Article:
Temporal bigotry (to borrow another term) invites Nemesis. The censors need to learn humility.

        • I’d heard it labelled as presentism and “temporal chauvinism” but temporal *bigotry* more accurately reflects the ignorance of the bowdlerizers.

          Those that today pretend to condemn the dead and buried will in turn be condemned themselves in future times and not necessarily after *they* are dead and buried. Quite a few activist-promoted postures stand to be condemned fairly soon as they depend on unquestioned acceptance of irrationalities that are even today transparently exposed.

          This fad will not last.

  4. This is nothing new. A Hardy Boys book sold today is different from the same title in its original form. It is worth contemplating why people don’t get huffy over this.

    • I don’t know about the Hardy Boys (I thought the original blue-spined hardcovers were mind-numbingly dull). But I do know their sister-in-the-syndicate Nancy Drew. I can tell you why I don’t get huffy about the changes made from the 30s to the 50s.

      1: It was done by the Stratemeyer Syndicate themselves. Writing Nancy was a work-for-hire, so it’s not the same to me that it would be if Carolyn Keene were real and her words were changed. I know the original ghostwriter Mildred Wirt was partial to her own version, and I don’t object to that.

      2: Second, they made their changes “real time,” so I suppose the idea that she might undergo changes was baked in. What I mean is, if you read the original versions of the first four [yellow-spined hardcover] books you’ll notice a few differences: 1) Nancy is blonde, rather than sporting her classic titian-haired look, 2) She drives a maroon roadster instead of a blue convertible, and 3) she doesn’t have her besties Bess and George, who are staples of the series. The trio basically had a Kirk-Spock-McCoy dynamic going on, but Nancy initially flies solo.

      Also, I know that on the book covers they often had her half hidden, to avoid worries about changing hemlines: lower, higher; they didn’t want her to seem “dated.” So that’s why some covers have her hiding behind a tree.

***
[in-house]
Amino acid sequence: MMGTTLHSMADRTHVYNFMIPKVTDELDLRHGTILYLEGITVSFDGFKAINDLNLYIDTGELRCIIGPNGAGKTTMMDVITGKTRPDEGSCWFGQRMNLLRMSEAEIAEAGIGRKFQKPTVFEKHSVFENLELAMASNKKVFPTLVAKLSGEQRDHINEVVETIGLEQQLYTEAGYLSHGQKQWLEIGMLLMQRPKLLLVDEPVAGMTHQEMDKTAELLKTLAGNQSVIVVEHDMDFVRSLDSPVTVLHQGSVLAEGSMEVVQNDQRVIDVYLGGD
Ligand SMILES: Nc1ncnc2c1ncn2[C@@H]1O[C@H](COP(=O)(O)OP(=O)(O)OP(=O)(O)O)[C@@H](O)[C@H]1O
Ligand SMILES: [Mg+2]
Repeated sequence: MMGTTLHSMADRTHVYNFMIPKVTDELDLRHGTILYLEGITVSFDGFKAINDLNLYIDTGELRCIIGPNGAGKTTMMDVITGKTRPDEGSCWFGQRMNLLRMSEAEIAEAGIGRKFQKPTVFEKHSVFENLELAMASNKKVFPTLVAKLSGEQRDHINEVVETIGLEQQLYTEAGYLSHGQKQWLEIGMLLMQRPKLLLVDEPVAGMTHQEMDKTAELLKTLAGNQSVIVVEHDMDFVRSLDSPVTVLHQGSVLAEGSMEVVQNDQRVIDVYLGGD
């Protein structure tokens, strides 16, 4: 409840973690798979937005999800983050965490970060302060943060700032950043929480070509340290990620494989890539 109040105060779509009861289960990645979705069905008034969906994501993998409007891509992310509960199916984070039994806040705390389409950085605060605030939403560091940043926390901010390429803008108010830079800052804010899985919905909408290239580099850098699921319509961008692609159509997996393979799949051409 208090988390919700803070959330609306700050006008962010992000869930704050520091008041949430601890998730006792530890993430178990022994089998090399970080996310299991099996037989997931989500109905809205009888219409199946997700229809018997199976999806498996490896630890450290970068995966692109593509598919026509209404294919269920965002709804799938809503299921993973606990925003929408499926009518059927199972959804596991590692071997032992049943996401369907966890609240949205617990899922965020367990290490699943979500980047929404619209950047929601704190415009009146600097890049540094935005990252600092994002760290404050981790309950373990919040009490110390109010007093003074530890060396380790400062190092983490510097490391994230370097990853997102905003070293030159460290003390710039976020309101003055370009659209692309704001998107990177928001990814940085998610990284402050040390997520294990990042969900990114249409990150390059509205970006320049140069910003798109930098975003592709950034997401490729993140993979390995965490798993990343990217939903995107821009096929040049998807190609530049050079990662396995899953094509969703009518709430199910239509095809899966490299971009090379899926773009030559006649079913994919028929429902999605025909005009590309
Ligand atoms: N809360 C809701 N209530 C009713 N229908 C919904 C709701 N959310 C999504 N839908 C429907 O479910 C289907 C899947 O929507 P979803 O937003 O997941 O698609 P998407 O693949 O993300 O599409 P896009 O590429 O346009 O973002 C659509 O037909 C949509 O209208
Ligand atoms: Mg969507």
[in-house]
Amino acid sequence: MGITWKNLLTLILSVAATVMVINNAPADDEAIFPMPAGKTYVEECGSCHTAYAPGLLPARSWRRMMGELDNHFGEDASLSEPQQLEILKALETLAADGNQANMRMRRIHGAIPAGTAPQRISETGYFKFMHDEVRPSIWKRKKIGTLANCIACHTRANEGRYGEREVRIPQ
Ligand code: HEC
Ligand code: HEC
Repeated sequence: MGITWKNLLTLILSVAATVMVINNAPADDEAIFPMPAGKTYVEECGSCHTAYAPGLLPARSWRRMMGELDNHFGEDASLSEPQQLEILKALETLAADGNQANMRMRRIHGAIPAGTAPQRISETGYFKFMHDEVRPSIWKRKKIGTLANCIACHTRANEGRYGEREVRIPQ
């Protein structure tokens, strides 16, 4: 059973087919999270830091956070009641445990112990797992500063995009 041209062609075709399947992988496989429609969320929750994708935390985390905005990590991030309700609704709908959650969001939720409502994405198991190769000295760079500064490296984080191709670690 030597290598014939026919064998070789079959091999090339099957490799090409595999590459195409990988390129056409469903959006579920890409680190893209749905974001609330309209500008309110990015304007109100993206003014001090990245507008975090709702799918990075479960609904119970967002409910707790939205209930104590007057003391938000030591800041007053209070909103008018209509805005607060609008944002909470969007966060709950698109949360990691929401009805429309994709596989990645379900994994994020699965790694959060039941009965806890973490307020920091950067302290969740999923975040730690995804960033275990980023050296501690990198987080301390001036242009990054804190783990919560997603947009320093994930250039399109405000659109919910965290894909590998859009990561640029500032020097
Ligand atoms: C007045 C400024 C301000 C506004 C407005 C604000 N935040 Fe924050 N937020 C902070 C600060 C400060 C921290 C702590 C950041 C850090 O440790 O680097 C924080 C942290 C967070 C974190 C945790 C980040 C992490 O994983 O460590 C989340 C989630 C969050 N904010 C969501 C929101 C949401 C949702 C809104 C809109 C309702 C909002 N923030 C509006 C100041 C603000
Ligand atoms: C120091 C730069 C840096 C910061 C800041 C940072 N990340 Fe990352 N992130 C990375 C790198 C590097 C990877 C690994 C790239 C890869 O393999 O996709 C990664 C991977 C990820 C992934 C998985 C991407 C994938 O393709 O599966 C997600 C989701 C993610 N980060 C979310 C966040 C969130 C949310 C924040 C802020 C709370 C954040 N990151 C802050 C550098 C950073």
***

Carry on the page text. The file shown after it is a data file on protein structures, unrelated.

3. The creators (and so in this sense, the authors) were the ones who thought she should be updated. In some versions from the 30s she does come across as snobby; I remember looking askance at her when she regretted keeping some kid in the room above the garage at her house. She may or may not have assigned him to do chores with her maid, Hannah. I think it turned out he was a long lost prince from India or thereabouts.

      “We covered this in Sunday school, Nancy: you should have treated your guest like a prince right from the start!” (said my third-grade self)

      Note who made the changes: the creators. The owners are the ones who changed Nancy. Not random neurotics who wanted to impose their own vision. If a living Ursula LeGuin wanted to change her own work, *shrug.* But she’s dead now, and I don’t think other people should get to change her work to their specifications to suit their view of how she “should” have written her own stories.

      • Exactly.

        There is a difference between collective, corporate productions, and a single author’s expression. The former are *expected* to change with the times to appeal to the lowest common denominator but the latter are expected to remain fixed as expresions of the author and their times.

        Posthoumous editing is cynical and disrespectful of everybody; disrespectful of the author’s vision and expression *and* of the audience, pretending they are incapable of accepting that other societies, other cultures, other times saw the world differently.

        It is just cynical money-grubbing.

  5. It’s interesting how authors will change their own characters to keep current. Michael Connelly’s Harry Bosh was initially a tunnel rat in Viet Nam. Then he switched to being in the Gulf War II. Quite a leap.

  6. Here’s another angle on “modernizing” tales: